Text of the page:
We thank the Lord for the journey that has been completed up to now, for all that has been done for the good of promoting the integral care of the sick and for the generosity of many men and women who have accepted Jesus' invitation to visit him in the person of those who are sick (cf Mt 25:36).  These have been years which have been marked by significant social and cultural changes, and today we can say that the situation has both light and shadows.  Certainly, scientific research has progressed and we are grateful for the precious research that has been accomplished in order to cure, if not to defeat some pathologies.  I hope that this same commitment will be ensured for the fight against rare and neglected diseases, which do not always receive the attention that is due and therefore run the risk of giving rise to further suffering.  We praise the Lord also for all the health workers who believe that their work is a mission, that they are ministers of life and that they participate in the boundless love of God our creator; every day, their hands touch the suffering flesh of Christ, and this is a great honour and a grave responsibility.  We also welcome the presence of many volunteers who, with generosity and competence, work to alleviate and to humanize the long and difficult days experienced by many of those who are sick, elderly and lonely, especially the poor and the needy.  And here I pause to recognize the testimony of volunteering in Italy.  For me, this was a surprise.  I would never have thought of finding something like that!  There are many volunteers who work in this field, who are convinced.  And this is the work of parish priests, the great Italian pastors, who have fought in this field.  For me, this is a surprise, and I thank God for it.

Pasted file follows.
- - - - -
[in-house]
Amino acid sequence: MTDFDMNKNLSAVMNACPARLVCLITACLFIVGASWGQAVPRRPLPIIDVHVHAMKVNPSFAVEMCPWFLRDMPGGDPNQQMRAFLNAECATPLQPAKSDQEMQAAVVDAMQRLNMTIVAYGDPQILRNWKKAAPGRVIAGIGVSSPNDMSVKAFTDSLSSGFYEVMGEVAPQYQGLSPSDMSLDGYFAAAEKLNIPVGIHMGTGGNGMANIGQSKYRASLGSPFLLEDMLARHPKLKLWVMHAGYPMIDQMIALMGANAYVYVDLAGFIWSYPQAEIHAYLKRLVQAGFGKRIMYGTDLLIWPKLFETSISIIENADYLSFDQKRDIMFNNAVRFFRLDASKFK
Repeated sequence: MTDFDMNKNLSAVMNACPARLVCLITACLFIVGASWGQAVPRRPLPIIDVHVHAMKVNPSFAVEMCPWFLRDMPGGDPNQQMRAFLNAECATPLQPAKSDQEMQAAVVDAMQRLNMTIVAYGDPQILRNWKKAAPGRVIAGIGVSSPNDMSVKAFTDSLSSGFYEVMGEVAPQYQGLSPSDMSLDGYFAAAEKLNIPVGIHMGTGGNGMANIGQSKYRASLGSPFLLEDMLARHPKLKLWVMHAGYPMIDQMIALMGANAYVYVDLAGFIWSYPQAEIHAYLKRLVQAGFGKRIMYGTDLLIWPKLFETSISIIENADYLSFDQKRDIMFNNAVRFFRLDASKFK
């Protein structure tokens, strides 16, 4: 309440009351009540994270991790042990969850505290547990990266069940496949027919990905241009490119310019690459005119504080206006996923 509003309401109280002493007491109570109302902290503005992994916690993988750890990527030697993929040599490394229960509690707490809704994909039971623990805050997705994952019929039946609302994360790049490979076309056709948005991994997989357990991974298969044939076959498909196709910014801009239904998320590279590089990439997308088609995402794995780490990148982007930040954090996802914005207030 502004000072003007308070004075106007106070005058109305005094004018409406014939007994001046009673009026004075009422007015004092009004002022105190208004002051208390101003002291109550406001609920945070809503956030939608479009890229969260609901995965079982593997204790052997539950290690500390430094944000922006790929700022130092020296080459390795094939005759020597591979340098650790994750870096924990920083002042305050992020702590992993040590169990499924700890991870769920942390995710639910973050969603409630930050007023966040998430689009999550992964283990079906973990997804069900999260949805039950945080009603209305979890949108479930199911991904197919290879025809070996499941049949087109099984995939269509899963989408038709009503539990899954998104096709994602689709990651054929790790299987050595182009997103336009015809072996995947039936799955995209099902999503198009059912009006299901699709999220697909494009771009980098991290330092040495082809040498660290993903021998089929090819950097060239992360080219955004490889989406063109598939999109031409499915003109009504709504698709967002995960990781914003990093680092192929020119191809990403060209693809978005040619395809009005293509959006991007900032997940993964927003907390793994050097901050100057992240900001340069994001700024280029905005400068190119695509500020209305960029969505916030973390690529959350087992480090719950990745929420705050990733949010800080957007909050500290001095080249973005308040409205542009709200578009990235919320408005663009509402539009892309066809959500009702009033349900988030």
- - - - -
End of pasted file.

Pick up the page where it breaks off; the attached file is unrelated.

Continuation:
Together with the lights, however, there are a few shadows that threaten to increase the severity of the experience lived by our brothers and sisters who are sick.  If there is a sector in which the culture of waste highlights its painful consequences, it has to be that of health.  When a sick person is not placed at the centre and considered in his or her full dignity, he or she develops an attitude that can lead him or her to speculate on the misfortunes of others.  And this is very serious!  We must be vigilant, especially when patients are elderly or have a health situation that is severely compromised, if they are suffering from serious and costly diseases or particularly difficult situations such as psychiatric patients, we must do all we can to find ways to provide necessary care.  The business model, if it is adopted in an indiscriminate way, instead of optimizing the available resources, runs the risk of producing human waste.  Optimizing resources refers to using them ethically and in solidarity with others, not in a way that penalizes those who are most fragile.